Twisted Lines & Mixed Up Rhymes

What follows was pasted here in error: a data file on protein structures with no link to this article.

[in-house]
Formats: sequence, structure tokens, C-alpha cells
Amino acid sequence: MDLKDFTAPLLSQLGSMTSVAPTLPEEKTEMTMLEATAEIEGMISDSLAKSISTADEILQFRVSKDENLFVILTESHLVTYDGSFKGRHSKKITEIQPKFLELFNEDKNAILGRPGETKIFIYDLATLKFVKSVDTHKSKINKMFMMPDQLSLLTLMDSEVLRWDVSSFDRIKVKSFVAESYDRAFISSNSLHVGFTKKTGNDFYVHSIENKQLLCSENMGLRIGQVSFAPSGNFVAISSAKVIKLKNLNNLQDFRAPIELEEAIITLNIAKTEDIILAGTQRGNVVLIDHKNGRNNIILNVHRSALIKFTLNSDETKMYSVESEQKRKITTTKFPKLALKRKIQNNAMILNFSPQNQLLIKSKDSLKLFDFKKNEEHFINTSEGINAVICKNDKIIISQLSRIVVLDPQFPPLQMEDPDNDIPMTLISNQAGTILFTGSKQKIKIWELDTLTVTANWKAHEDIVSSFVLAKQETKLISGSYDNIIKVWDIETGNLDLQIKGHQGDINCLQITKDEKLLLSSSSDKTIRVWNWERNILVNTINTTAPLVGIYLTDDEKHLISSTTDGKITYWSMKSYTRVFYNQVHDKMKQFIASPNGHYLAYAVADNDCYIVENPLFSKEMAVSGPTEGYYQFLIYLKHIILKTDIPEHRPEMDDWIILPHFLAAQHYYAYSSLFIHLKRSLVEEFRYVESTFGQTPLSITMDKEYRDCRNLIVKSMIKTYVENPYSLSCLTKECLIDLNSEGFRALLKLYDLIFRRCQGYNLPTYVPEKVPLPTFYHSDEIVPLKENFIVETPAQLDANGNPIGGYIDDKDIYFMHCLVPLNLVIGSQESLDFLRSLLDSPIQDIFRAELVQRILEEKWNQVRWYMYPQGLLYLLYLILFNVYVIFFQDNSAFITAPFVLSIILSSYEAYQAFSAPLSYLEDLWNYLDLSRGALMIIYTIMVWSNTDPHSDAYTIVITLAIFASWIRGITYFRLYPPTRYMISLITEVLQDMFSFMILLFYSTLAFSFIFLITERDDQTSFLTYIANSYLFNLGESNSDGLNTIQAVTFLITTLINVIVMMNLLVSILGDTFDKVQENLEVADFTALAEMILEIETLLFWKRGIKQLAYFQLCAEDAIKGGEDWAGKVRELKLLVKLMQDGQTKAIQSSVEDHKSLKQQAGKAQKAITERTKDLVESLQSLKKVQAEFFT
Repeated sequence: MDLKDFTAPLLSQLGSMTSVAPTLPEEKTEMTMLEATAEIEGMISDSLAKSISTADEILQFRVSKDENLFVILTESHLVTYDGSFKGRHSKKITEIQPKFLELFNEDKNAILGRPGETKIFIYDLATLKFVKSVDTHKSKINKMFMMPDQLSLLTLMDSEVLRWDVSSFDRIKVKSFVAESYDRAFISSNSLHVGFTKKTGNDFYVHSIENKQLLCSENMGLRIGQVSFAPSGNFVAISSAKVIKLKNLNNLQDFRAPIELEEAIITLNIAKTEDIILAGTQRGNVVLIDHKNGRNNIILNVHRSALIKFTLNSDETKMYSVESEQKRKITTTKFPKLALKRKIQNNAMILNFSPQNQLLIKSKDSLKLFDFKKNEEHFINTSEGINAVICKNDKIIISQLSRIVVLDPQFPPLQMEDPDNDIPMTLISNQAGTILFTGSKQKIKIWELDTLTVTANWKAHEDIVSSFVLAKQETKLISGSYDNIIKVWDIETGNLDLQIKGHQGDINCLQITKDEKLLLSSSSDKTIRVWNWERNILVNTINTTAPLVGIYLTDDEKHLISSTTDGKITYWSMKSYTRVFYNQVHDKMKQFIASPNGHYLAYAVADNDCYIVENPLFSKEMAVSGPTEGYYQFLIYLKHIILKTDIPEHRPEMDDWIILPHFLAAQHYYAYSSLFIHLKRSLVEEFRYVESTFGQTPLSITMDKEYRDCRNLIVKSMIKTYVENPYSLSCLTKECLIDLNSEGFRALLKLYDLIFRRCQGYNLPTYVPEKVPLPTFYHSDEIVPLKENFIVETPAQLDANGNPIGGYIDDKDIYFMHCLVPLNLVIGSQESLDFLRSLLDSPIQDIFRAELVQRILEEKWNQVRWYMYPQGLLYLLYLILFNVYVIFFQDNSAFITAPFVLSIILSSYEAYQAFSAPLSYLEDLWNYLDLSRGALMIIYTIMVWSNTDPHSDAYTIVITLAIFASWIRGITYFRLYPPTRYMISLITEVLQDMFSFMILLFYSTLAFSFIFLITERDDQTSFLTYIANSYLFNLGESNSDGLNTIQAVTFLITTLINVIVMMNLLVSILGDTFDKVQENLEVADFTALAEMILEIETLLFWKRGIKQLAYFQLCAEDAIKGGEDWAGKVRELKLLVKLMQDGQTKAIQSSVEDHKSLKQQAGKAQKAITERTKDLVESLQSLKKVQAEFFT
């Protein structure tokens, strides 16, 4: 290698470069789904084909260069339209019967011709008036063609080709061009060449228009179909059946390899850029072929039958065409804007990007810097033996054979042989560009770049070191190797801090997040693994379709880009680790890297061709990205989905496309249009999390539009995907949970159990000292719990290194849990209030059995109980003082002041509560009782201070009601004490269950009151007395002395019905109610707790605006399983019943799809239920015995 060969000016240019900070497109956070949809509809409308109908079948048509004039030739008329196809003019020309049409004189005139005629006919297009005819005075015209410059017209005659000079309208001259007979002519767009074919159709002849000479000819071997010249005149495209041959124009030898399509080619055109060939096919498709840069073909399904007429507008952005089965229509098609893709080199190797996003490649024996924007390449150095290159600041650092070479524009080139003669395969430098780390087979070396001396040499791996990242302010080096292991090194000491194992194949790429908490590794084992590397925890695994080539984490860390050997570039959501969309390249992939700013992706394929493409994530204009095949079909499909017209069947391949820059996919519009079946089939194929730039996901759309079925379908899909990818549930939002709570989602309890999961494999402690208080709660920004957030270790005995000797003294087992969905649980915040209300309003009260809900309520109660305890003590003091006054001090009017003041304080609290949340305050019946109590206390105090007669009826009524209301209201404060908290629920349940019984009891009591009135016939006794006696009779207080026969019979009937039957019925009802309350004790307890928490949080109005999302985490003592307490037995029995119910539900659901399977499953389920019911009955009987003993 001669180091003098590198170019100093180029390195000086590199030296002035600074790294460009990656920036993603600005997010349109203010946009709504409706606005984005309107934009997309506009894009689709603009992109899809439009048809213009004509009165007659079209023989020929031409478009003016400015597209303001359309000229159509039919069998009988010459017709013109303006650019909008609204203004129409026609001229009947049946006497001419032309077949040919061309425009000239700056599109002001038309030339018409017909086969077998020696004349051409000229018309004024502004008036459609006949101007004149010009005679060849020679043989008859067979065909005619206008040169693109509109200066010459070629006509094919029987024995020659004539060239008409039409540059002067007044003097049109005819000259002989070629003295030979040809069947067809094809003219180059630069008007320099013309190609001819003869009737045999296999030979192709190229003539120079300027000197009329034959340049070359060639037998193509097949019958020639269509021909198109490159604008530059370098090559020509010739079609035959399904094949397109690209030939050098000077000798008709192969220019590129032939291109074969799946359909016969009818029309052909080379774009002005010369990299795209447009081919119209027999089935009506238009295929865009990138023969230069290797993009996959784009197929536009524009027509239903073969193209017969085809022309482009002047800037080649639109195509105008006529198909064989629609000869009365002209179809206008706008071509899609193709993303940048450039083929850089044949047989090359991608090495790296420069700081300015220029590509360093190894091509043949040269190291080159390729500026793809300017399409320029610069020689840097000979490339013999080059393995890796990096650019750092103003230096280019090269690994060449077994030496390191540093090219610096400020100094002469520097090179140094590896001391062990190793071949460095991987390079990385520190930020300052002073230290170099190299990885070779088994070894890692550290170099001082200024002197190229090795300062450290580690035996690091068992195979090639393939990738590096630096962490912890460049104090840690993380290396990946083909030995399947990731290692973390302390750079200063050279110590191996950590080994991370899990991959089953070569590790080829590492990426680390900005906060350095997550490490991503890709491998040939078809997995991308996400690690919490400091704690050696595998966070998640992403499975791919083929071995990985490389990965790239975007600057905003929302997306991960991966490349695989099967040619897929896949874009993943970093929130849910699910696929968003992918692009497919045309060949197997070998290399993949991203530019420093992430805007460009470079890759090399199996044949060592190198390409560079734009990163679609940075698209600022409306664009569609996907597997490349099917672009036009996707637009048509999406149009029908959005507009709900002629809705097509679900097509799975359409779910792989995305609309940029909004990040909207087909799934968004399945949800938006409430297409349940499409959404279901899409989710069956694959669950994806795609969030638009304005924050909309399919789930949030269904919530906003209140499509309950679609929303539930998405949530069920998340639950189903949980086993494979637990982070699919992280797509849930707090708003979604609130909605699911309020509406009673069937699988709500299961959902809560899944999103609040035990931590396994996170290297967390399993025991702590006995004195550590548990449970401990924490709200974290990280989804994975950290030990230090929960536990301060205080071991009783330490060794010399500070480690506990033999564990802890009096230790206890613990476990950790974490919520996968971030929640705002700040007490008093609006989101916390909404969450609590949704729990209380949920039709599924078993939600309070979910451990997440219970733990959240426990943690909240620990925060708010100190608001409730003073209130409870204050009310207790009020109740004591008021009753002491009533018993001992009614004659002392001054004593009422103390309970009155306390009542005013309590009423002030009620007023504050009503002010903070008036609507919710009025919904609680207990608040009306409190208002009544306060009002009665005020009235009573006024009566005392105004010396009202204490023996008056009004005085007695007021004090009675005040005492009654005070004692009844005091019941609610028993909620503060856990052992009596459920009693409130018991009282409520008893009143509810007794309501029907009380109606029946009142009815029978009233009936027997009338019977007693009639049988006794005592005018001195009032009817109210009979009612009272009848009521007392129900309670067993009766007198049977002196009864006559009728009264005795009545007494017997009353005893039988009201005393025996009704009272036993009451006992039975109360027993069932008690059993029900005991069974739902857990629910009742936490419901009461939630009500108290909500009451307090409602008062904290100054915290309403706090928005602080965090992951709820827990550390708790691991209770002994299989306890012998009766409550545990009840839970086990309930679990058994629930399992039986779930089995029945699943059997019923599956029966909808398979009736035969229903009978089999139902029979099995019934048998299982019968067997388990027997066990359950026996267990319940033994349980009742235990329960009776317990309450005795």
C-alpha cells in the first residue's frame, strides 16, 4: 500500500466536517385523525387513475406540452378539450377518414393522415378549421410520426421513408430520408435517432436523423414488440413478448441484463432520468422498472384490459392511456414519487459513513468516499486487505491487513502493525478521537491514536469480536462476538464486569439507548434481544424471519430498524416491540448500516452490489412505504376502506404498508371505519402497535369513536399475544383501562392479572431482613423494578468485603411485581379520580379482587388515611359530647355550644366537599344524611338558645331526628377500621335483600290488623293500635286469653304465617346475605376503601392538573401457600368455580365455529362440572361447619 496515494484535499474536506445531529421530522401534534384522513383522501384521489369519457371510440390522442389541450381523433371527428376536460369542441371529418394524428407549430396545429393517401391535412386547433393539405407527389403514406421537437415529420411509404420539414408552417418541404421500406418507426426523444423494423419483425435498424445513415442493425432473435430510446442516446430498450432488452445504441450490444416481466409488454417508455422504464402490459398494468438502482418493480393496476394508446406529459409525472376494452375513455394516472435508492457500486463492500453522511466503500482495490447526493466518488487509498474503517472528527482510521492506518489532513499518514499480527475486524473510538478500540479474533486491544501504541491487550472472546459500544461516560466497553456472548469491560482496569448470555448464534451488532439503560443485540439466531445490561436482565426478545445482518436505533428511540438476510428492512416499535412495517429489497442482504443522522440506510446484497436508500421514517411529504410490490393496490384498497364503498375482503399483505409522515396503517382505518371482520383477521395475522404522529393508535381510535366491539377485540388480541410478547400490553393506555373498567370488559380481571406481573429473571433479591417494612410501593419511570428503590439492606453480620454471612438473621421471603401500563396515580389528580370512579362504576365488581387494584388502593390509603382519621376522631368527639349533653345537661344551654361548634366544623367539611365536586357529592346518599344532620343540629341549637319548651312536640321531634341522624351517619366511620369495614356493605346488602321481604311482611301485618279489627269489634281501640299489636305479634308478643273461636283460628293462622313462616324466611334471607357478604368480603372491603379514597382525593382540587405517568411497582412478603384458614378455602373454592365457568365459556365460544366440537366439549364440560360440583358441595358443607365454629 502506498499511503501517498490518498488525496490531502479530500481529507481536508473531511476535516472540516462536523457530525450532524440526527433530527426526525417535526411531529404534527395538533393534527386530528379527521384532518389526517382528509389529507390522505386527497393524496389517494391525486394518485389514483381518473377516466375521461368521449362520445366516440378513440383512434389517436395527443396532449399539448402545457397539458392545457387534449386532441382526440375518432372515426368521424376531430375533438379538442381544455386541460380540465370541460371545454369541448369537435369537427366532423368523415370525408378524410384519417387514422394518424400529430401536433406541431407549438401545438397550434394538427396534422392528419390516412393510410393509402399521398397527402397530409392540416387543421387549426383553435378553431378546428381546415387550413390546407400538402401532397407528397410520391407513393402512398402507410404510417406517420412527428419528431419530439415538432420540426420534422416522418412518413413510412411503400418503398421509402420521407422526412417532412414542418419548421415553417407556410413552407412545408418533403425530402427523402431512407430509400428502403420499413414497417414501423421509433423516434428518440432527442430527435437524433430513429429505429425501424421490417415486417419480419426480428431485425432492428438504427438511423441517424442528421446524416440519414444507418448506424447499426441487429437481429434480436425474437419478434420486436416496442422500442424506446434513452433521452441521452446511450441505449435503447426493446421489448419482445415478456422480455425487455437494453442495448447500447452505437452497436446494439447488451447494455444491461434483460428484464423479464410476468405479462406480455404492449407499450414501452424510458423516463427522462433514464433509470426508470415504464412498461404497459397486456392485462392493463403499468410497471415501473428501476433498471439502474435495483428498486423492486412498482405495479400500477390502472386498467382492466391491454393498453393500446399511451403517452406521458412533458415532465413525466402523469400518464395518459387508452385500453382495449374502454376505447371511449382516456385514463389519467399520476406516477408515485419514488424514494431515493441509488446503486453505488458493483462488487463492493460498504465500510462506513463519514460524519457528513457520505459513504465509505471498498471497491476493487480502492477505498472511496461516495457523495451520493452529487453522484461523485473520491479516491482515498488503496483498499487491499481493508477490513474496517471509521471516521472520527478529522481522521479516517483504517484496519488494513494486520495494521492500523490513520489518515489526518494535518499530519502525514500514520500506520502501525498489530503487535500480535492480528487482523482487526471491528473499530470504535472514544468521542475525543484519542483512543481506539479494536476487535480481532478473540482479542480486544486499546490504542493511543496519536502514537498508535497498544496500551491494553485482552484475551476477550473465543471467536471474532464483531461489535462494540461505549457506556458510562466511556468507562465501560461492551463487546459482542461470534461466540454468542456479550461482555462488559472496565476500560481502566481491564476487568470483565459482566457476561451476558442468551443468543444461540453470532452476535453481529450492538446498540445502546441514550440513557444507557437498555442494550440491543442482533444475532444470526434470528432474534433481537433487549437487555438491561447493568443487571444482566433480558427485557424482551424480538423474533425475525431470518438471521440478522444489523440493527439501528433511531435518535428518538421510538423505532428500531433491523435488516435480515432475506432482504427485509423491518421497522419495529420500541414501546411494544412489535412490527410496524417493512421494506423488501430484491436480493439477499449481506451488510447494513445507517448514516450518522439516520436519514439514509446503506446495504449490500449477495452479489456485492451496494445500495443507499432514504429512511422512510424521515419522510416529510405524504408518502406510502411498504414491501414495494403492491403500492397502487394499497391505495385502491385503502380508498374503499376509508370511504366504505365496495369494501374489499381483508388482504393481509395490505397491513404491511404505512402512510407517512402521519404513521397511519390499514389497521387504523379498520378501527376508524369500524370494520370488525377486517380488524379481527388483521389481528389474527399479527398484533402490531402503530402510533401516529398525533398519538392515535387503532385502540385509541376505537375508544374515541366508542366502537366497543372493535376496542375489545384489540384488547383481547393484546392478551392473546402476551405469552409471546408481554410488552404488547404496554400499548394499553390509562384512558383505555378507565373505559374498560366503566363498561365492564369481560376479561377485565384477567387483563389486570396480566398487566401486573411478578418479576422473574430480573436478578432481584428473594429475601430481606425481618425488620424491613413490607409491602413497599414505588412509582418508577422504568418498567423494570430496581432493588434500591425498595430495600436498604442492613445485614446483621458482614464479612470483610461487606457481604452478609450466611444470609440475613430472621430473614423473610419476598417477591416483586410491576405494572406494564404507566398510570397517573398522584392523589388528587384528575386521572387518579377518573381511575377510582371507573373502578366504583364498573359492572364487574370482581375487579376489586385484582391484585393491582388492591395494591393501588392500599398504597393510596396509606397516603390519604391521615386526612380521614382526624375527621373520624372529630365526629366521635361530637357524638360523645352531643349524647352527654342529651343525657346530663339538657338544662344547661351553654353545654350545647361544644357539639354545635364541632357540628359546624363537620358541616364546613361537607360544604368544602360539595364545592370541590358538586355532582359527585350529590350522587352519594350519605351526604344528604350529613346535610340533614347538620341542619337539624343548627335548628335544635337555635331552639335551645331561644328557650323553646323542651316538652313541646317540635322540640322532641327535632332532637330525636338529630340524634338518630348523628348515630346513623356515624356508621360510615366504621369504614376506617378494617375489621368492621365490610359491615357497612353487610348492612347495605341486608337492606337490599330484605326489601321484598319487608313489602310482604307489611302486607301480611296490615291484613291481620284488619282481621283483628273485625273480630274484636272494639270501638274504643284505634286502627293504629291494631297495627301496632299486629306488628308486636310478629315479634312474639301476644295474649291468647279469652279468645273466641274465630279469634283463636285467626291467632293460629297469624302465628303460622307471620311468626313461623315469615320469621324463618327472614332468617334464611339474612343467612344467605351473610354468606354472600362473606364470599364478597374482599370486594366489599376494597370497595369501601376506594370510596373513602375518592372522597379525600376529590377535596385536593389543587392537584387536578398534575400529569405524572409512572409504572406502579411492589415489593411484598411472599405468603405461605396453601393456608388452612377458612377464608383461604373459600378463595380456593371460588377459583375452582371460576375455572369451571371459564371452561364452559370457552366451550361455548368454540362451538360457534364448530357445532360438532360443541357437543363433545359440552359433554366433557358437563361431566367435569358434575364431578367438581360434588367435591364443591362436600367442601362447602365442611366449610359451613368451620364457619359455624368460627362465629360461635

Bob Collum and the Welfare Mothers feel bad so you can feel good. 'Twisted Lines and Mixed Up Rhymes' Love/Hate, heavy drinking, devils, domestic sparring and the occasional hurricaine, these are the new themes of journeyman expat singer-songwriter, Oklahoman Bob Collum, on Twisted Lines and Mixed Up Rhymes' an Atomic Powered Records EP. Aided and abetted by Allan Kelly's essential pedal steel and dobro, Nevil Kiddier's low down bass and high and lonesome mandolin, and Paul Quarry's drums backbeating the beaten down tales of woe on show, the overall impression is one of cut up alt-country fed through a rock'n'roll wringer, with the blue juice flowing thick and fast. Over five raw and livewired rock'n'country'n'western (country'n'wasted?) mini-masterpieces, Collum and his band knocks out song after song each brief in duration but long in the tooth. Songs of unsought experience these be, led by the classy classic push of 'My Little Hurricaine', wherein Bob deploys cool Buddy Holly breaks that proves again that the appeal of simplicity this simple cannot be underestimated. Lurking humour and humble pie filling do the rest, making this the icing on a cake, the heaviness of which is sometimes hard, if delicious, to digest. After the heady updrafts of 'My Little Hurricaine' there is an iceberg tip that rises all too soon with 'She Hates Me', a not-love song essentially uncomfortable truth with a chorus. Stinging like a lost loveletter paper cut, even it's jaunty solo is painfully well-judged, making this a hate song you'll love. Likewise, 'Behind the Bottle', an honest account of the curse of alcohol - the sole song here co-written, with Nevil Kiddier - is classic country content done with modest and touching style. If anything this sees Bob Collum slimming down an already lean sound, crunching these numbers to sub-prime segments of one perforated piece of pain. It's enjoyable, to say the least, clever without being cloying, and played as ever with the taste and touches that have made Bob and his Mothers an alt-country country cult. 'Devil in the Details' is The Beatles Go West, an exercise in laid-back-and-insight, Be sure and check out the demented yet right Allan Kelly steel guitar solo played with one foot in Nashville and the other somewhere on the Astral Plane. 'I'm tired of you and you're sick of me' sings Bob with candid relish on the final track 'Knockdown Dragout', a comedown is hard as sleeping on a floor. The song's wordplay about fighting is almost glib, but the laughs are a lot more hard won and hollow, informed by deflation. Produced by proxy Welfare Mom Pat Collier, Collum's new EP tells stories as old as four-four time and then some. Let 'Twisted Lines and Mixed Up Rhymes' pick you up and then blow you down. It hurts so good!